Donald Trump’s charity is basically just a front for Trump to give away other people’s money in his own name, sometimes for causes that directly benefit Donald Trump. This is according to the latest reporting from the Washington Post’s David A. Fahrenthold, who has been running a series of excellent articles on the newspaper’s difficulty in finding evidence that Trump is nearly as charitable as he claims to be.
The story leads with the example of the Trump Foundation’s $150,000 worth of donations to the Palm Beach Police Foundation, which was seemingly paid for with money Trump’s foundation had raised from another charitable group called the Charles Evans Foundation.
After his organization gave the donation, Trump was honored in 2010 for his “selfless support” with a gala and the organization’s Palm Tree Award—a toddler-size statue of a palm tree. Trump hasn’t actually contributed to his own organization since 2008, instead raising money from others and then giving it away in the name of his own charity.
These donations didn’t even qualify as charity, charity expert and Indiana University professor Leslie Lenkowsky told the Post. “Our common understanding of charity is you give something of yourself to help somebody else. It’s not something that you raise money from one side to spend it on the other,” Lenkowsky said.
The Post reports that “Trump may have actually made money” on the Palm Beach event, which was held at his Mar-a-Lago Club in Palm Beach in a room that was rented by the police foundation. While the Post couldn’t determine what the group paid Trump for that event, they learned that it had paid $276,463 for a different room rental in 2014. BuzzFeed reported that the police foundation has paid an average of $261,777 to Mar-a-Lago “each year on its annual ball, held at Trump’s club every year since the charity was founded in 2006.”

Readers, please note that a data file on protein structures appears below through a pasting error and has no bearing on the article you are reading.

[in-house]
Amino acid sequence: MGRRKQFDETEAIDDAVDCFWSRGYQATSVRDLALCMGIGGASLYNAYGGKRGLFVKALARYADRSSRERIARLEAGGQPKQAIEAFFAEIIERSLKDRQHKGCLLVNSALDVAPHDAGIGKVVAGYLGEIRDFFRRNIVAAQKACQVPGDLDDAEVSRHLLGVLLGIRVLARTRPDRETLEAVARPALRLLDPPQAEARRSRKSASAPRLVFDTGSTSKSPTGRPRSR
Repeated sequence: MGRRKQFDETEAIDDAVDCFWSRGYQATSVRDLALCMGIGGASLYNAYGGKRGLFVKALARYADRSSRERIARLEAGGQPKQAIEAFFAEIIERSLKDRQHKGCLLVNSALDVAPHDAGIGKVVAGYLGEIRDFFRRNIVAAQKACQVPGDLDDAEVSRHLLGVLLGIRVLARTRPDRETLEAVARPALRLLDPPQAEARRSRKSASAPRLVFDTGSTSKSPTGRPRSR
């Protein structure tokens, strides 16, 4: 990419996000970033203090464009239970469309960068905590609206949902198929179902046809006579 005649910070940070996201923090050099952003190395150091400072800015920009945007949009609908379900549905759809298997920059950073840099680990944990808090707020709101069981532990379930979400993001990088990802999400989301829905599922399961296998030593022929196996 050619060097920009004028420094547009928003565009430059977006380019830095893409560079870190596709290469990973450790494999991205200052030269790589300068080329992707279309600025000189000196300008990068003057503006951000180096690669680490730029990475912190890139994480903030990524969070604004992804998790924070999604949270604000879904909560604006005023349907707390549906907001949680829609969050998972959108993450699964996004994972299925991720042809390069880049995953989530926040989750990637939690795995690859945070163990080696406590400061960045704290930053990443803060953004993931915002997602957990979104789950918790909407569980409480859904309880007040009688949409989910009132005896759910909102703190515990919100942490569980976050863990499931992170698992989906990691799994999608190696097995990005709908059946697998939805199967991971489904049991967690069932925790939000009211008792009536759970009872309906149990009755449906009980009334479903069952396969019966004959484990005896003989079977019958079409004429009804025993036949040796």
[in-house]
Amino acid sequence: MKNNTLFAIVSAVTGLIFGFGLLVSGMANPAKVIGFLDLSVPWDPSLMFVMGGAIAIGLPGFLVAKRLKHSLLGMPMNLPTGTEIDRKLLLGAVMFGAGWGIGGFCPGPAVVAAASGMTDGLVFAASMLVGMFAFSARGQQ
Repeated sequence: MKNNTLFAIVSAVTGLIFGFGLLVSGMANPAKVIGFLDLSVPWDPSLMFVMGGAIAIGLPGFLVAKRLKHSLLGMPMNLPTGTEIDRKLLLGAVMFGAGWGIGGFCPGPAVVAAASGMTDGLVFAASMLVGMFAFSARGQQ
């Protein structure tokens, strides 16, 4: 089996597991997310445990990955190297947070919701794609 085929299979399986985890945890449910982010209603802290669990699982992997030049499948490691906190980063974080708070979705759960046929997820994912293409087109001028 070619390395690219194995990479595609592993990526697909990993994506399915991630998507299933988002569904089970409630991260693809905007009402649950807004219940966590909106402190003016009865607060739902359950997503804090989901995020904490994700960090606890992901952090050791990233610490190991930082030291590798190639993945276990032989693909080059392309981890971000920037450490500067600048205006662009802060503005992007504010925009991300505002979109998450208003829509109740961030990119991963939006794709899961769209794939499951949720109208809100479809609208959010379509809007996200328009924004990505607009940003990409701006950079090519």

The Charles Evans Foundation stopped giving to the Trump Foundation in 2012, the Post reports.
The paper had previously noted how Trump had used the foundation—and charitable donations made by NBCUniversal—to pay off donations made in his name on his reality TV show Celebrity Apprentice.
“Another time, Trump went on TV’s “Extra” for a contest called ‘Trump pays your bills!’ ” Fahrenthold wrote. “A professional spray-tanner won. The Trump Foundation paid her bills.”
Here, from the Post, is one of the most choice examples of Trump scorning the very idea of a charitable donations (and also, apparently, IRS rules about charitable donations):
At the same time that it began to rely on other people’s money, the Trump Foundation sometimes appeared to flout IRS rules by purchasing things that seemed to benefit only Trump.
In 2007, for instance, Trump and his wife, Melania, attended a benefit for a children’s charity held at Mar-a-Lago. The night’s entertainment was Michael Israel, who bills himself as “the original speed painter.” His frenetic act involved painting giant portraits in five to seven minutes—then auctioning off the art he’d just created.
He painted Trump.
Melania Trump bid $10,000.
Nobody tried to outbid her.
“The auctioneer was just pretty bold, so he said, ‘You know what just happened: When you started bidding, nobody’s going to bid against you, and I think it’s only fair that you double the bid,’ ” Israel said in an interview last week.
Melania Trump increased her bid to $20,000.
“I understand it went to one of his golf courses,” Israel said of the painting.
The Trump Foundation paid the $20,000, according to the charity that held the benefit.
The Post reported earlier this month that Trump paid the IRS a penalty this year for a 2013 “charitable donation” made by the Trump Foundation to a group supporting Florida attorney general Pamela Bondi, who soon after the donation was made decided against pursuing an investigation of Trump University.
The entire piece is worth a read and you can check it out here.